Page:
The frequency is between one and four sessions per year. This frequency has been the subject of scientific studies with a high level of proof: it is defined by the risk factors specific to each patient. Two Swiss authors, Lang and Tonetti, published a benchmark study on the subject in 2003. And they made available an internet tool, on the site of the Faculty of Dental Surgery in Bern, making it possible to evaluate the frequency specific to each patient. ( Lang NP, Tonetti MS Periodontal risk assessment (PRA) for patients in supportive periodontal therapy (SPT). Oral Health Prev. Dent. 2003; 1 (1): 7-16).

The six main risk factors to consider are:
Percentage of bleeding gums: any bleeding means inflammation and risk of loosening (see the gingivitis sheet ) Depth of residual pockets after treatment: the depth of periodontal pockets is a reliable indicator of prognosis (see the periodontal assessment sheet )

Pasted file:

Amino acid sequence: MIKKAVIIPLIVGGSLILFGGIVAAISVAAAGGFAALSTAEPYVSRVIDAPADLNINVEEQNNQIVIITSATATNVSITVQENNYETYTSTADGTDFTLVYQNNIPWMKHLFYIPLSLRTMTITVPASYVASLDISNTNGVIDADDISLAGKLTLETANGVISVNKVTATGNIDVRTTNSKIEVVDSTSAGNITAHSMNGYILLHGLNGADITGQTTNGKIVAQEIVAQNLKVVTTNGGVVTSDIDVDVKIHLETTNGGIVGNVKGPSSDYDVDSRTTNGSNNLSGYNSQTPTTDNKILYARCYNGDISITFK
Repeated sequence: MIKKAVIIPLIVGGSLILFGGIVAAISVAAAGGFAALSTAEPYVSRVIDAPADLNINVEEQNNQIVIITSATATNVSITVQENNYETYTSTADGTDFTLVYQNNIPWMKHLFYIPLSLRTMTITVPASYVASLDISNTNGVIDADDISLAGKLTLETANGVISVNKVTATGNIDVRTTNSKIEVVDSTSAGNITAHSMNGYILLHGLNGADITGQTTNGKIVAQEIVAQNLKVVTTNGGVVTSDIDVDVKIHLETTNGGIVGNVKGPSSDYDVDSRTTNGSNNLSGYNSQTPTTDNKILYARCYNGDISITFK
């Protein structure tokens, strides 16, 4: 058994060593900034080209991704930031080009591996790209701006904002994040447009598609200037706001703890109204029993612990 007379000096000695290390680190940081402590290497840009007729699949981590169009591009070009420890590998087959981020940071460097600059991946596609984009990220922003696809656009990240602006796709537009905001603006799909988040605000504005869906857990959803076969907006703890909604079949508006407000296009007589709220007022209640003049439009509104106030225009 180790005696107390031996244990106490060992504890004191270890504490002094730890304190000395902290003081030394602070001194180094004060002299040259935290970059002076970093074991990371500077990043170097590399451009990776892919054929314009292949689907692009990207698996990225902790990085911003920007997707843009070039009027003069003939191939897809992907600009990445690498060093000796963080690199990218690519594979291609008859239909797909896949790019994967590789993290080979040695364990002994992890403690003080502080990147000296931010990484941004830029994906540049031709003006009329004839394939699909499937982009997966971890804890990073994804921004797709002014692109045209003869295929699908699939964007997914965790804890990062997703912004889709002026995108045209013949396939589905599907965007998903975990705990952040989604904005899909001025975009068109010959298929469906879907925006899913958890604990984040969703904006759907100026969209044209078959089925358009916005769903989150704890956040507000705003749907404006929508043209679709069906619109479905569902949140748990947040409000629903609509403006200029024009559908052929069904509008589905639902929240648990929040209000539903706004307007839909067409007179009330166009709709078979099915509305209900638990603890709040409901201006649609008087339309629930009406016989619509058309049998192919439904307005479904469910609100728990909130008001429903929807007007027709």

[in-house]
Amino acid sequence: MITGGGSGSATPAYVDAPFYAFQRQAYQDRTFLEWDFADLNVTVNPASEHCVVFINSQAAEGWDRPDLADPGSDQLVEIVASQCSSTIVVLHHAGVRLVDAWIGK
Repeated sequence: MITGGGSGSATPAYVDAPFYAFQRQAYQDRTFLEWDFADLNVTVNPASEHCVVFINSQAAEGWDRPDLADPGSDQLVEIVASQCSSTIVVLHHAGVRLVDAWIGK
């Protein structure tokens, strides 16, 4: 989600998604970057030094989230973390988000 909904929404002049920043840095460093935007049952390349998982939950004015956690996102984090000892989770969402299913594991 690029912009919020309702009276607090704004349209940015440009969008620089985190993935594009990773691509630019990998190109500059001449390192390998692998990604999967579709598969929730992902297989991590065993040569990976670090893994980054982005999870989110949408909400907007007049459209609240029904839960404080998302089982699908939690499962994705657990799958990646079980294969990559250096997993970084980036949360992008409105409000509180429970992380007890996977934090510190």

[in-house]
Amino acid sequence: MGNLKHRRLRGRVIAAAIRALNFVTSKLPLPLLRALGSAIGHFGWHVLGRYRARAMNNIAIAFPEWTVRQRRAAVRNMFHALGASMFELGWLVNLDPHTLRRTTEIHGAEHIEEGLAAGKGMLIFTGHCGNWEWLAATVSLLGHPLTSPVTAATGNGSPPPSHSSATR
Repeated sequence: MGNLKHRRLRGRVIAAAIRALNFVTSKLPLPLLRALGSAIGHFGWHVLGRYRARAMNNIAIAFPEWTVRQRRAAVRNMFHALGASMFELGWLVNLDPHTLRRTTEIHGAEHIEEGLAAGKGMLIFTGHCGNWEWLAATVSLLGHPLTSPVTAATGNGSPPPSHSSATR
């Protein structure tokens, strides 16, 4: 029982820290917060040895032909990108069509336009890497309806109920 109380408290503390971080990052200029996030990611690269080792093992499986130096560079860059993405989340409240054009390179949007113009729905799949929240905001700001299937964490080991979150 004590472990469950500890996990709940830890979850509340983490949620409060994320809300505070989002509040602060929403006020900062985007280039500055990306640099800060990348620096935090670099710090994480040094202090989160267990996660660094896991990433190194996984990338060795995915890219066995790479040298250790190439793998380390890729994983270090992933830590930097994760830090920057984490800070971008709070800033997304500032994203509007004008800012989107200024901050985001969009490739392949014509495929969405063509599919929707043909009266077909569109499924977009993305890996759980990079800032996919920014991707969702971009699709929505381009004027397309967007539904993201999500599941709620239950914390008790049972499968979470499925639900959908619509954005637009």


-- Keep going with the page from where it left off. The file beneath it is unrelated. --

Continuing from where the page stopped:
Number of teeth lost due to periodontal disease
Bone loss in relation to age: this parameter was included in the classification of periodontal diseases of 2018 (see the periodontitis sheet )

Patient's state of health ( diabetes for example)
Tobacco: smoking is a major aggravating factor in periodontitis.

The periodontist will then adjust the result according to the specific situation of each patient. In particular, it will take into account the speed at which dental plaque and tartar are redeposited, and the quality of the patient's brushing. Better brushing equals less frequent maintenance sessions. Thus, patients with a high risk of recurrence will come to the periodontics office every 3 months, while patients at low risk will come once a year.

What Happens Without Perio Maintenance Cleaning

Periodontal maintenance cleaning is essential for the success of long-term periodontal treatment. A very long-term Swedish study (30 years) showed to what extent adequate maintenance reduced the risk of recurrence of heaving, and even the risk of cavities. 550 patients were enrolled in 1972, and followed up until 2002. A first group, called the test group, was monitored regularly according to the recommendations in force.

The second group, called the control group, is made up of patients who have not regularly followed their maintenance.